Neverland Among The Tumbleweeds, Now That Peter Pan Is Gone Forever
On March 19, 2008, FacilityBlog posted the article below which touched upon the decaying state of Michael Jackson’s Neverland estate (which was sold last year). Abandoned and tied up in legalities for many years, the piece of property symbolized some of the financial turmoil and legal woes that swirled around the late Michael Jackson.
A comeback tour due to start in just a few weeks was supposed to help pull the King of Pop out of his economic meltdown. Despite being a billion dollar business, the singer was in about $400 million in debt when he died yesterday.
There have been reports from some companies that people would be dressing up in Michael Jackson attire today. What has been the reaction to this news, if any, in your facilities? Is it just another distraction during a slow Summer Friday?
It just doesn’t get much weirder.
Michael Jackson, a man who moonwalked his way to fame and then fell in an equally dazzling fashion, has seen his beloved retreat, Neverland Ranch, decay to a sad and depressing shell of its former self. Reflecting the state of the pop icon’s career, the scene of happier times may be up for auction any day, despite protests from Jackson family members.
According to gossip Web site, TMZ.com, Jermaine Jackson claims brother Michael’s Neverland ranch will be sold “over my dead body,” even though the younger Jackson would need to come up with $24.5 million to save the 2,800 estate in Santa Barbara, California.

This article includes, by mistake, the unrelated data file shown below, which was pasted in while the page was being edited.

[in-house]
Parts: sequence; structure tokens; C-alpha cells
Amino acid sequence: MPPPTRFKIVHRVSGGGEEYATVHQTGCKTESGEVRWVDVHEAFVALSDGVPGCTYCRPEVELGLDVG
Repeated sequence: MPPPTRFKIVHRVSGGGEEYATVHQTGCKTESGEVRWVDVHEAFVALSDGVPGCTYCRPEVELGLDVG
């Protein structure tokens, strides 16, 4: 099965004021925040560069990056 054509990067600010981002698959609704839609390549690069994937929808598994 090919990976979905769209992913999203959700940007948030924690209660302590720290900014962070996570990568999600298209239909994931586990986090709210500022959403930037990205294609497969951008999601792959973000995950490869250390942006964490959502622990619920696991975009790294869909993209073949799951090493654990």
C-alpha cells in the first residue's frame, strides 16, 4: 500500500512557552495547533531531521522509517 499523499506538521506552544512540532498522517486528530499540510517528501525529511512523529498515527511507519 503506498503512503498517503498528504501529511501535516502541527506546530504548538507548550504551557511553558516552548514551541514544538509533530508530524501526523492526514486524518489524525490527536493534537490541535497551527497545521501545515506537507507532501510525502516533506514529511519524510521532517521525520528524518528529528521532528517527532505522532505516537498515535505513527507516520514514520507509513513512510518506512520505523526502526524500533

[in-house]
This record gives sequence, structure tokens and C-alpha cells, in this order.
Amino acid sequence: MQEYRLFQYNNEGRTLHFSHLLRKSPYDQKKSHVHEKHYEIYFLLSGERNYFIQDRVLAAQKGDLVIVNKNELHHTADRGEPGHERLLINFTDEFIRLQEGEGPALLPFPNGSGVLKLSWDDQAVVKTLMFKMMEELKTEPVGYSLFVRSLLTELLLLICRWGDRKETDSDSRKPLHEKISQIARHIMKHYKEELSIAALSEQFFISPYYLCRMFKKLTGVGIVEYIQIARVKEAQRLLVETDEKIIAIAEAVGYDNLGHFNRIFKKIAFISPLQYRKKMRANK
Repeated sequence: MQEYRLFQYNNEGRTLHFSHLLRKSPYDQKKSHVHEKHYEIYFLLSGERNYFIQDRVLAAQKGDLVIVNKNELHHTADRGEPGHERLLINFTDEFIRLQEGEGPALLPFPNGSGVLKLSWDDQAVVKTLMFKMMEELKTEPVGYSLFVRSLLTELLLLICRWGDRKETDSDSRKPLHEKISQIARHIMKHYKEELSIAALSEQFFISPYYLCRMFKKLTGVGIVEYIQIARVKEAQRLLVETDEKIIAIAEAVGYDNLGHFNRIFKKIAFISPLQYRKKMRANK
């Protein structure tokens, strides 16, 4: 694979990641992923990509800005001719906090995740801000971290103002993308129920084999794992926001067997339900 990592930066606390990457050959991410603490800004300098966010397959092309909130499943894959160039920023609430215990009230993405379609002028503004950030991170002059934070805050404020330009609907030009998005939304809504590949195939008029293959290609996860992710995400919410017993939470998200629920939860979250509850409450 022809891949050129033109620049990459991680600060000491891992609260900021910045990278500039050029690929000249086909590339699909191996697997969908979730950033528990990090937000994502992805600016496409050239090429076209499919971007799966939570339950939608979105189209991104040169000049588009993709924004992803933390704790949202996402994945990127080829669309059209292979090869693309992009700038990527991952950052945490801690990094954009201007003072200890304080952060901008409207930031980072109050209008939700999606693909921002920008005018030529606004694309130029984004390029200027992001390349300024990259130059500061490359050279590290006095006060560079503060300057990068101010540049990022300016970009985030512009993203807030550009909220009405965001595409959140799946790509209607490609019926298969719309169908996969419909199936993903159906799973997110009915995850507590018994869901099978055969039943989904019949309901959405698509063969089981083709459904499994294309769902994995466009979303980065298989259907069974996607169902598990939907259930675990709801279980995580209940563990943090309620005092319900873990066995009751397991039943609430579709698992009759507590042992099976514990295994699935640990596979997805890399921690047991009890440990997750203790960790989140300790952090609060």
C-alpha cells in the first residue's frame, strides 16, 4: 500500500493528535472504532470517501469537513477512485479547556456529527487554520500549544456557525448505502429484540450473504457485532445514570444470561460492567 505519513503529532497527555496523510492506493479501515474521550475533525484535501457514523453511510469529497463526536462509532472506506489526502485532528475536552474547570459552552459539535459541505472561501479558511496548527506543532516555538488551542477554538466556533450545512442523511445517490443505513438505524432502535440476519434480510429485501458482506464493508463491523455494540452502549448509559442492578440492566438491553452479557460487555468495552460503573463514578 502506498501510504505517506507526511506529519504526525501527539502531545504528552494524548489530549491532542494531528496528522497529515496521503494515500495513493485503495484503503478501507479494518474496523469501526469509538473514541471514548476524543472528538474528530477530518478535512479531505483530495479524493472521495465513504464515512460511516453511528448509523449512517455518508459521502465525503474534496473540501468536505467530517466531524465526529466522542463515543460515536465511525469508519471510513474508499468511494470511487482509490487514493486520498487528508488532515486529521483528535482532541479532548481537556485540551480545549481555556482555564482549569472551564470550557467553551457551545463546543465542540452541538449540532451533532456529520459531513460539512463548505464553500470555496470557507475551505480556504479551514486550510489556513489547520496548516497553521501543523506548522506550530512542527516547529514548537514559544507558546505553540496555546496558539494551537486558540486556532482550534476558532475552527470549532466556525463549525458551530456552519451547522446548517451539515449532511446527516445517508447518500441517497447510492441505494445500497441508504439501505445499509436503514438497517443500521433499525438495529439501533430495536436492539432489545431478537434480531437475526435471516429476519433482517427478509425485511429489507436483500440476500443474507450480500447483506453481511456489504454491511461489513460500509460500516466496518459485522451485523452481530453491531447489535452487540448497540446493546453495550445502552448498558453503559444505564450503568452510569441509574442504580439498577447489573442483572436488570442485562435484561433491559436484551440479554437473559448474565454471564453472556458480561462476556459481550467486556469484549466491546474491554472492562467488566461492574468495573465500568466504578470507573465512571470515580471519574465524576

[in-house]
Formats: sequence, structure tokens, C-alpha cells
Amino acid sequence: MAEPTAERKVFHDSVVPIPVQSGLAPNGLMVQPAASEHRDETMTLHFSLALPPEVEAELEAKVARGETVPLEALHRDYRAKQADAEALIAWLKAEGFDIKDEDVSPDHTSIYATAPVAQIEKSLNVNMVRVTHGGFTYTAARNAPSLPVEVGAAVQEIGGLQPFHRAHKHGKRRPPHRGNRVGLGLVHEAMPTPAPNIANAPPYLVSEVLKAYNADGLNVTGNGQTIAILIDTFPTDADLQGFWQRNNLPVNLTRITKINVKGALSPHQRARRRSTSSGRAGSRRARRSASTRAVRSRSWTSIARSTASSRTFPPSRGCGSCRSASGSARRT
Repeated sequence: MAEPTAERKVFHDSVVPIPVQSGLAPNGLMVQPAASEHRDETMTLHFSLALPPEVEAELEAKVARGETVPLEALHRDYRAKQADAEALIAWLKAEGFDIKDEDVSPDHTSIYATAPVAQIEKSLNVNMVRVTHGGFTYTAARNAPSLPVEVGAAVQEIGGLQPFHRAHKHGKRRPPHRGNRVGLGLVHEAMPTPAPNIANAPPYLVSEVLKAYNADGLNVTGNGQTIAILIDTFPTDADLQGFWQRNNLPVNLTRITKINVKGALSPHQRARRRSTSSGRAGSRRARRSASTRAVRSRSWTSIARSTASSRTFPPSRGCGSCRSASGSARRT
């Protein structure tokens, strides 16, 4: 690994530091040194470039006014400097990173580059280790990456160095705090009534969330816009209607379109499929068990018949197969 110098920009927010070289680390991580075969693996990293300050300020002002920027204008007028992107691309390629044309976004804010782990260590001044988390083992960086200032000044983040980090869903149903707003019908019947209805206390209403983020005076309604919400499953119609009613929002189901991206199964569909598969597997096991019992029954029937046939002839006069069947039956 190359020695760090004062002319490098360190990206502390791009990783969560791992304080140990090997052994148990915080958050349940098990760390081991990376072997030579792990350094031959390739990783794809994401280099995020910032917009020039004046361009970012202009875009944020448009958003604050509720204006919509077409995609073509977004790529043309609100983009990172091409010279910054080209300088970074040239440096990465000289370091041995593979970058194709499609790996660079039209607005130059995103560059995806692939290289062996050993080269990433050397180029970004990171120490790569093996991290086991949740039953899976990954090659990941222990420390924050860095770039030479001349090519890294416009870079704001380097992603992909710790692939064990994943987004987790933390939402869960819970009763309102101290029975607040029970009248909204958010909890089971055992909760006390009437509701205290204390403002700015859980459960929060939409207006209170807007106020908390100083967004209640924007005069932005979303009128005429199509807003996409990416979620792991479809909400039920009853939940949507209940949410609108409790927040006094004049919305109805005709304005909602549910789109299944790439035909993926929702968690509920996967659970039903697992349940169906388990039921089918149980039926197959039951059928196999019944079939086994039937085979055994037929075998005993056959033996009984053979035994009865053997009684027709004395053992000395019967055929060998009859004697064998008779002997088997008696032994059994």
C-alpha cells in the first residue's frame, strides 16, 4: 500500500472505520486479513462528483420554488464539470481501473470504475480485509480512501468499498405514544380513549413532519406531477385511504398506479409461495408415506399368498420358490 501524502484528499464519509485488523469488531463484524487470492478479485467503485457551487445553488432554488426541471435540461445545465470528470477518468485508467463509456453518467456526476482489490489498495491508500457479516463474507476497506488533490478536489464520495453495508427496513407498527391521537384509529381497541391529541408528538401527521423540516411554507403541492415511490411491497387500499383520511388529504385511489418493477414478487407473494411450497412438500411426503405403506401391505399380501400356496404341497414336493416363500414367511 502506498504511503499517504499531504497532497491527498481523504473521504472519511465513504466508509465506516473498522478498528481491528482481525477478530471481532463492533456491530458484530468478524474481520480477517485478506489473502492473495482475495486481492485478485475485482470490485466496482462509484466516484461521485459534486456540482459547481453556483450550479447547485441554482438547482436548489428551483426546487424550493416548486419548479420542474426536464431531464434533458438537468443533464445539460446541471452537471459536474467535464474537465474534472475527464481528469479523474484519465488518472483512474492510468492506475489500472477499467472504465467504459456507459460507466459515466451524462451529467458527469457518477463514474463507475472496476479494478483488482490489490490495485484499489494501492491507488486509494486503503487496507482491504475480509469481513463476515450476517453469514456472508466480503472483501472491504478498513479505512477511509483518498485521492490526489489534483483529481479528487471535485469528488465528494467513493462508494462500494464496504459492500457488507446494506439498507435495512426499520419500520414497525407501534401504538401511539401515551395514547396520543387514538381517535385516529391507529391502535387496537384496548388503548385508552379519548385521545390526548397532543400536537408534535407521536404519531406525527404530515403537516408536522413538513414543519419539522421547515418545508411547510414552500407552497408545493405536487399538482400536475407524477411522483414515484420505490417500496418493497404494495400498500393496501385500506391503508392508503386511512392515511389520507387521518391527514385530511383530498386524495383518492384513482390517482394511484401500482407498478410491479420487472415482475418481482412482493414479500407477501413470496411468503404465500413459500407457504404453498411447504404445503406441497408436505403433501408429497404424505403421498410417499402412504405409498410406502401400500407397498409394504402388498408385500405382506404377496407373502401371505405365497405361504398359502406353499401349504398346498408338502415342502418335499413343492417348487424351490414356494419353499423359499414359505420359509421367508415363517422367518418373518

While the glitzy enclave once served as a happy retreat for many children (and some adults with overly developed Peter Pan complexes), the scene took on a sinister tone after Jackson’s 2005 child molestation trial. The property has been left relatively unattended ever since, as Jackson became more reclusive and found it increasing difficult to maintain the property and pay its operations staff.
According to Eric Munn of the Daily Mail, “The annual upkeep for the property was estimated to be a staggering $4 million, and during its heyday, 54 full-time paid staff manned the estate.”
All of the professional staff members have long since gone, and the park was ordered closed by authorities after insurance payments were not made. Now the site is far too much to handle for the six loyal friends and family members left with the task. Jackson himself spends most of his time as far away from Neverland as possible.
Jackson has agreed to refinance the property through a deal with Fortress Investment Group LLC. As for the physical upkeep of the facility and its future, those issues are still unresolved. Oh how the mighty have fallen.
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